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Plainview-Elgin-Millville ready to fulfill its dream

The P-E-M Bulldogs have their sights set on the program's second state football title when they take on Dassel-Cakato at 1 p.m. Saturday at U.S. Bank Stadium

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Plainview-Elgin-Millville’s Jason Feils (29) and Baden Fenton (7) celebrates after Feils scored a touchdown during a Class AAA State Football Semifinal game against Annandale Saturday, Nov. 20, 2021, at U.S. Bank Stadium in Minneapolis. Traci Westcott / Post Bulletin
Traci Westcott

Kevin Lamb’s Thanksgiving was a little different this year.

In fact, early this week, the Plainview-Elgin-Millville head football coach was not even sure exactly what was in store for the Lamb family on Thursday. Yet for him, along with the rest of the Bulldogs, that was just fine.

They have a state championship game to prepare for.

“It’s very surreal,” Lamb said. “We’ve got a lot to be thankful for this Thanksgiving week. Just blessed to have this opportunity.”

The Bulldogs earned that opportunity by knocking off Annandale 28-6 in the Class AAA semifinals behind yet another stellar effort from their defense. After allowing just more than 13 points per game in the regular season, the Bulldogs’ defense had entered the semifinal allowing an average of just fewer than 10 points in four postseason contests.

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They lowered that number against the Cardinals behind five interceptions -- including one returned for a touchdown by Peyton Schumacher. It was one of three picks recorded by Schumacher, who also had a 72-yard touchdown reception, as P-E-M reached its first Prep Bowl since winning it all in 2002. The Bulldogs will face Dassel-Cokato at 1 p.m. Saturday at U.S. Bank Stadium for the state championship.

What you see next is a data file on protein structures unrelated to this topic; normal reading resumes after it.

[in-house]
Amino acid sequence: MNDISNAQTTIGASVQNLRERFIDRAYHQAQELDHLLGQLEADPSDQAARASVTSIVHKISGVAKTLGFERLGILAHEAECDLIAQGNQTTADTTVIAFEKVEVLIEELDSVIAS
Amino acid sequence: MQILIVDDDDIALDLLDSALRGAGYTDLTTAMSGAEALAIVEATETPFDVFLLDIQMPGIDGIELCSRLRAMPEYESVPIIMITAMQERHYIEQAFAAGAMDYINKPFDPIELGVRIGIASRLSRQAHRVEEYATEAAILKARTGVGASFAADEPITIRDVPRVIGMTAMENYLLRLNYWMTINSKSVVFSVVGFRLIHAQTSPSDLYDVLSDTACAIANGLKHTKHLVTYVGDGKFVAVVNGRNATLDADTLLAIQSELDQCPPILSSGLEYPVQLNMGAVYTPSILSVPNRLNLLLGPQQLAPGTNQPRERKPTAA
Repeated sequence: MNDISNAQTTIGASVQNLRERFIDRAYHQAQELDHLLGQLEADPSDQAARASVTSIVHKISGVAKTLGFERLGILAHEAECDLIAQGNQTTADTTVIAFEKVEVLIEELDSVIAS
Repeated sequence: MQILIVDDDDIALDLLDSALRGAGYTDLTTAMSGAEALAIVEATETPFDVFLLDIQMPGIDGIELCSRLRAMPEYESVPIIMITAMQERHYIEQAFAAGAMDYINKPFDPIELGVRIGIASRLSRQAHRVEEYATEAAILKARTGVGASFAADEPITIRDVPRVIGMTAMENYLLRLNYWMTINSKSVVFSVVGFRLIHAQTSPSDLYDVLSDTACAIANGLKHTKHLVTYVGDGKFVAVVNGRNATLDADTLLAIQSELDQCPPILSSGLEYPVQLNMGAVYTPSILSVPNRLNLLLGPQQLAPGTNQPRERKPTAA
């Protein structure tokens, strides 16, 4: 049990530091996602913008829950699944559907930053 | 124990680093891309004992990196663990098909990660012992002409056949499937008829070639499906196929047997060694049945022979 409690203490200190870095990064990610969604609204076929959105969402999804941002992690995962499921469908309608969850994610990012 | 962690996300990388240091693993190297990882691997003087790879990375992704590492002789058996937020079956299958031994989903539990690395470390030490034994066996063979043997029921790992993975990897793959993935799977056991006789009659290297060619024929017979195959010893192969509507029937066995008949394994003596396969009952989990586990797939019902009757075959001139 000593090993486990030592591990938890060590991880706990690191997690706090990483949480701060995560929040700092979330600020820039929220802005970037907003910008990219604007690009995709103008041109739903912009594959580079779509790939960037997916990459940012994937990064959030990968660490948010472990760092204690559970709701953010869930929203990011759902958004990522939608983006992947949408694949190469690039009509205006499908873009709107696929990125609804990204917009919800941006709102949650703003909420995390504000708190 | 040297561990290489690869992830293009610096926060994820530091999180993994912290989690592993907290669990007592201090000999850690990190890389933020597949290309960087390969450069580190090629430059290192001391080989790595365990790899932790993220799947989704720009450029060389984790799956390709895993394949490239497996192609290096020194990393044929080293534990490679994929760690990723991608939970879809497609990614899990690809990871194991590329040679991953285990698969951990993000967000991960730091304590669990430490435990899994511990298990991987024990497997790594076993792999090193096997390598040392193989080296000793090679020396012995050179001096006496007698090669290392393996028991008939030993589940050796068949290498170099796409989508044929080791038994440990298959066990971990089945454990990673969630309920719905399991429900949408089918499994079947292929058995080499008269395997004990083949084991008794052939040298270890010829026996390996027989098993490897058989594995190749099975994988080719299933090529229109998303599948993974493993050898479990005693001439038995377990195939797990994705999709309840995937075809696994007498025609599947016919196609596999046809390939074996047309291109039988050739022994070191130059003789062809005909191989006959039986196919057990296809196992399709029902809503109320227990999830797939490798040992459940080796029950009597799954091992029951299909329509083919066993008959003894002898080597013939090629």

But perhaps what’s even scarier: Lamb thinks overall, the Bulldogs could have played better last week.

“I think we actually had quite a few mental errors. I know that we could have played a much better game,” Lamb said. “Defensively, I think our guys played really well, but we weren’t mistake-free on defense either. We definitely missed some tackles we aren’t used to missing. Offensively, that first drive was chaos, and we really had a hard time getting anything consistent going other than that one drive to start the second half -- and we needed a fake punt to make that one go. So I’m really looking forward to our guys being able to show a cleaner game.”

RELATED:

  • Photos: Plainview-Elgin-Millville, Annandale Class AAA State Football Semifinal Plainview-Elgin-Millville defeated Annandale 28-6 during a Class AAA State Football Semifinal game Saturday, Nov. 20, 2021, at U.S. Bank Stadium in Minneapolis.

  • Plainview-Elgin-Millville flies into Prep Bowl Plainview-Elgin-Millville downed Annandale 28-6 in the Class AAA state semifinals.

  • A Prep Bowl Primer: A Glance at all 7 high school football state championship game matchups Section 1 will be well represented at this week's Prep Bowl, with Kasson-Mantorville (Class AAAA), Plainview-Elgin-Millville (Class AAA), Chatfield (Class AA) and LeRoy-Ostrander (9-Man) all playing for state titles. Here's a look at all seven championship games set for Friday or Saturday.